Turner’s case management intern, who also worked closely with Kanell, concurred. One of the most frustrating things was that they received a call the very day after his death saying that he was finally approved to receive a housing voucher: too little too late.
“It’s not right that he died due to being homeless for decades,” his later provider, Angela Owczarek from Miriam’s Kitchen, said. In spite of these gaps in care, however, Kanell persisted in being his own strongest advocate: scheduling appointments, calling repreatedly to follow-up on his needs and getting himself to the emergency room to demand care whenever other interventions failed him. Kanell had his own plans to make it out of homelessness and it certainly was not something he was going to let slip through the cracks. “I didn’t think I’d see Kanell’s name on this year’s list [of deceased homeless individuals],” said vendor/artist and friend Reginald Black. “I saw a fighter in him that I would have liked to have on my team any day.”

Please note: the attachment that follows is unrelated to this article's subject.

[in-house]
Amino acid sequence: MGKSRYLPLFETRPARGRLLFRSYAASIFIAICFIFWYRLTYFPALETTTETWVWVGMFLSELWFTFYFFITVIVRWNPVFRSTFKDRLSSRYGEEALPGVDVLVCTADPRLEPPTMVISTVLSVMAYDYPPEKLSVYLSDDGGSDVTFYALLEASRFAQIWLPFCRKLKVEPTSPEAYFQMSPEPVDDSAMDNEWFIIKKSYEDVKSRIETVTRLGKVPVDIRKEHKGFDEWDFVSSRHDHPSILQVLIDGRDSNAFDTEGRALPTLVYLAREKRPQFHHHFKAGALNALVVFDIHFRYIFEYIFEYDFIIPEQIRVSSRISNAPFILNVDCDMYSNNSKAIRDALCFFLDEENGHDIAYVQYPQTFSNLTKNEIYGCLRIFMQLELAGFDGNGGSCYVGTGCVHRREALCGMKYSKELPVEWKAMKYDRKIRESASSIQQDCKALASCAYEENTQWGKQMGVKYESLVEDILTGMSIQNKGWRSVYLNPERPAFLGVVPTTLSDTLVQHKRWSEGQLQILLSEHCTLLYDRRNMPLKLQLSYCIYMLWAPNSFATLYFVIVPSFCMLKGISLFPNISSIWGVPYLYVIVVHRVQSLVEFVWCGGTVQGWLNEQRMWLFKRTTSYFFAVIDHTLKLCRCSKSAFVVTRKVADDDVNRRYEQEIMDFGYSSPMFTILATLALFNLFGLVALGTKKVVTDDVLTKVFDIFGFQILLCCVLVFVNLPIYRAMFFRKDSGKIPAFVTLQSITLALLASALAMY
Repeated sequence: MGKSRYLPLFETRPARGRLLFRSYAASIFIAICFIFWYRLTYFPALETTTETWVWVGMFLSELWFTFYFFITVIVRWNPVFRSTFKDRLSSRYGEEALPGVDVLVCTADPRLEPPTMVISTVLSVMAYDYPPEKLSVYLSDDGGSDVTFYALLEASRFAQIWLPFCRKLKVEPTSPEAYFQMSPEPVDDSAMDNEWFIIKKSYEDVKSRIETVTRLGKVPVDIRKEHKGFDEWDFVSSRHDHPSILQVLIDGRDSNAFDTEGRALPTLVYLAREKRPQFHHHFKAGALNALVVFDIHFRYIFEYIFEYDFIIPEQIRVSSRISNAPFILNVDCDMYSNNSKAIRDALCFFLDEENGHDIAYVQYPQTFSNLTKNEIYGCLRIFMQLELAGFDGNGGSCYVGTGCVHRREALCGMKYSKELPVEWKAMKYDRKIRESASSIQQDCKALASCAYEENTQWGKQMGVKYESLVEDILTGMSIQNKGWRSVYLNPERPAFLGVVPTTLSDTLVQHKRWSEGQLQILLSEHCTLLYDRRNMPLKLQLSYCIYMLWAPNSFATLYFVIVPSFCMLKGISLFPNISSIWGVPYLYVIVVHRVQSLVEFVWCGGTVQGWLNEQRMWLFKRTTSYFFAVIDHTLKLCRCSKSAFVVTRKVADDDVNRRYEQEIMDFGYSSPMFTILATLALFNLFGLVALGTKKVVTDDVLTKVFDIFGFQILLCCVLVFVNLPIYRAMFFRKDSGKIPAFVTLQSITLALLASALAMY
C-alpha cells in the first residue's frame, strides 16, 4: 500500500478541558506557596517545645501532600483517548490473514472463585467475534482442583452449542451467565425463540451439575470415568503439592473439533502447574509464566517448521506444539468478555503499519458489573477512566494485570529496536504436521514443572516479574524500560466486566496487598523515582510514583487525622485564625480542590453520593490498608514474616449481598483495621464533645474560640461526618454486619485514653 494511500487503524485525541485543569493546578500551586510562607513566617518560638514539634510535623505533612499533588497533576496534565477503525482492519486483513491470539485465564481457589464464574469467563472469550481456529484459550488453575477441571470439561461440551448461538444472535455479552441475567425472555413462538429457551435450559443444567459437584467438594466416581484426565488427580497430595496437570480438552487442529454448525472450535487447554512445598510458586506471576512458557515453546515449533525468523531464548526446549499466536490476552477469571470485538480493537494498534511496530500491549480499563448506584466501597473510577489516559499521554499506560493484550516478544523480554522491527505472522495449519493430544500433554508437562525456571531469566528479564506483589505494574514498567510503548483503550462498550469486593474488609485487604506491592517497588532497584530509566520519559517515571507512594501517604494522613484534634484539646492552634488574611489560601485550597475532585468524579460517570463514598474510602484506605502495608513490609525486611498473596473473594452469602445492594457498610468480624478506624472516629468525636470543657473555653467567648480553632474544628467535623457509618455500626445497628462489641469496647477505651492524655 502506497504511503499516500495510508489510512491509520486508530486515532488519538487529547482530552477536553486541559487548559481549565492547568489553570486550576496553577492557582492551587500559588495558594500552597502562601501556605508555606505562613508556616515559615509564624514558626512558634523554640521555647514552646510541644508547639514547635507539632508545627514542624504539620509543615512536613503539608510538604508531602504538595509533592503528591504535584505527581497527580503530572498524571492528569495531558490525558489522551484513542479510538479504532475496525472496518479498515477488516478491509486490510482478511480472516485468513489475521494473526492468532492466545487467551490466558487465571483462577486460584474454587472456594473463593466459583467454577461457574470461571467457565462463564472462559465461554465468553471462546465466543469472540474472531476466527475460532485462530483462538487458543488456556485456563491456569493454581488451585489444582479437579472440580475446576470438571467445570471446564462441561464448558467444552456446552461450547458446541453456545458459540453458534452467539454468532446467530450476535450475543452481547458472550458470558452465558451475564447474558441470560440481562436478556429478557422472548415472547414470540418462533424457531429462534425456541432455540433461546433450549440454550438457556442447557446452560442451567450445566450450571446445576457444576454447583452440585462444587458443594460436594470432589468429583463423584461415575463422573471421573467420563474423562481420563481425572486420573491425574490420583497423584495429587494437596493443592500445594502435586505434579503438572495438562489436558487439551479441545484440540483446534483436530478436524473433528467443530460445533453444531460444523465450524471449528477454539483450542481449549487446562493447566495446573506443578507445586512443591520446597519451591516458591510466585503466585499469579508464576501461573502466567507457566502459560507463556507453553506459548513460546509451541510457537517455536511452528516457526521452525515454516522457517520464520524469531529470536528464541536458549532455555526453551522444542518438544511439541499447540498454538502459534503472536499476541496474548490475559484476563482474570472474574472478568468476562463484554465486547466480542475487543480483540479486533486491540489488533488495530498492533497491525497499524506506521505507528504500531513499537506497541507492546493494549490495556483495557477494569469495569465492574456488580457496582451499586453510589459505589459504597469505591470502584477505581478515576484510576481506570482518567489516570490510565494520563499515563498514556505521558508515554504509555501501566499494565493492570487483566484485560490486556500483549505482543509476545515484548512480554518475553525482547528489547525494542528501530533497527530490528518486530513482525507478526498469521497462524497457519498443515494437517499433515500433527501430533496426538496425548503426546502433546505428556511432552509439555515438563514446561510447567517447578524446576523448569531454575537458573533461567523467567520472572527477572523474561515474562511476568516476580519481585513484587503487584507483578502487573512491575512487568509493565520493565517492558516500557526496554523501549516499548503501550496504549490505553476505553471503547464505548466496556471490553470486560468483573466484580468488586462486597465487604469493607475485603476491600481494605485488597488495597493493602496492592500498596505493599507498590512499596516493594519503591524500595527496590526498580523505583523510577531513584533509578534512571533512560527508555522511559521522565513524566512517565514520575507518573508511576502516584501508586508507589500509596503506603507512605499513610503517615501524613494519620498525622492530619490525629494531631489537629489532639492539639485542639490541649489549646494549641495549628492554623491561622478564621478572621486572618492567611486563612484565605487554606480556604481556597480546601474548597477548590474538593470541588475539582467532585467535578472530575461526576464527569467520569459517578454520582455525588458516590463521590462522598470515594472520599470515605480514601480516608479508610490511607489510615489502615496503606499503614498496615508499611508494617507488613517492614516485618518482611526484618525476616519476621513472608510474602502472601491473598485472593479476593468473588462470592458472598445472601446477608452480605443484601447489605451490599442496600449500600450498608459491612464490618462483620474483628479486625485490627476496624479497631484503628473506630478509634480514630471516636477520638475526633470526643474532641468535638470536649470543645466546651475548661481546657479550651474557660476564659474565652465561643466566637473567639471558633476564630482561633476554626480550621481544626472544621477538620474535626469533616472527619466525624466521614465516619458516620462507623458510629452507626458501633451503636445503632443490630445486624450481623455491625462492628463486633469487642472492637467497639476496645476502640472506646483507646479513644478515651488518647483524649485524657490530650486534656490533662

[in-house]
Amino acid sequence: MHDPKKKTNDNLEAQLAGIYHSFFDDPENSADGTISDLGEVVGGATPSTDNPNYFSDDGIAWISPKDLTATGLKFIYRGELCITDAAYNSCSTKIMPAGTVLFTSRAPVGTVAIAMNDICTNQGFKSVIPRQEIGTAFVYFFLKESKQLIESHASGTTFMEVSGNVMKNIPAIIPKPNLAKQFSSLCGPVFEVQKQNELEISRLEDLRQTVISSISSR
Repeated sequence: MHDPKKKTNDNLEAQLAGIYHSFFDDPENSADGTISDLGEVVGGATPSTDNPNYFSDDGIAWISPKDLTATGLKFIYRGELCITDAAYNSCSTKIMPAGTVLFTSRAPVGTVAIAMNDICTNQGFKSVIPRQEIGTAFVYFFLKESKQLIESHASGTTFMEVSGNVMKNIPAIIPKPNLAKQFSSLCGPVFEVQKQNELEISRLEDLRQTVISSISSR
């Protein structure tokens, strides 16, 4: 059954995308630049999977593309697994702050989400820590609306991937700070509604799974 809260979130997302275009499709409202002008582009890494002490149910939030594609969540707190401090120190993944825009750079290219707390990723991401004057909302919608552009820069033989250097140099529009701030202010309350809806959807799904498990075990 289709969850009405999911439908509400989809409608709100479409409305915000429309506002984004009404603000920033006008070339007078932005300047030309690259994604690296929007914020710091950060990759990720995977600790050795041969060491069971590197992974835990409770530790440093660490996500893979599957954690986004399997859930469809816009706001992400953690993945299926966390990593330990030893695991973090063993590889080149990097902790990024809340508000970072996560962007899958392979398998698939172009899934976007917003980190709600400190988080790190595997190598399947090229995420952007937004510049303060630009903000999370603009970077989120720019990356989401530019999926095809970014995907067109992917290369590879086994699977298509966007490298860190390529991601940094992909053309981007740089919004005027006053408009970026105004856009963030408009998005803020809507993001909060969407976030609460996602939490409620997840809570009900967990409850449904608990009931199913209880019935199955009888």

“I know now that I could not choose the circumstances that put me where I was. Although I wasn’t free physically, my mind was.”
—Kanell Washington, “A Check Up from the Neck Up”
Held in the chapel of a place steeped in Kanell’s memory, the service was not solely sermon or prayer. It was song, dance and tribute. Friends, colleagues and service providers took their turns telling stories and singing songs. The Street Sense theater group performed a rendition of Lean on Me. Vendor/Artist Angie Whitehurst stood calmly behind the podium, her warm, loving tone wishing for Kanell to “Rest in peace, my brother.” Vendor/Artist Sasha Williams sang a song, a capella, as her small daughter watched from the pews. Vendor/Artist Robert Williams free-versed a tribute, “I still stand along, side-by-side with my brother, we stand back-to-back, I will never forget him. This is my brother.”
Reginald Black honoring Kanell at a memorial service in the Church of the Epiphany. | Photo by Ken Martin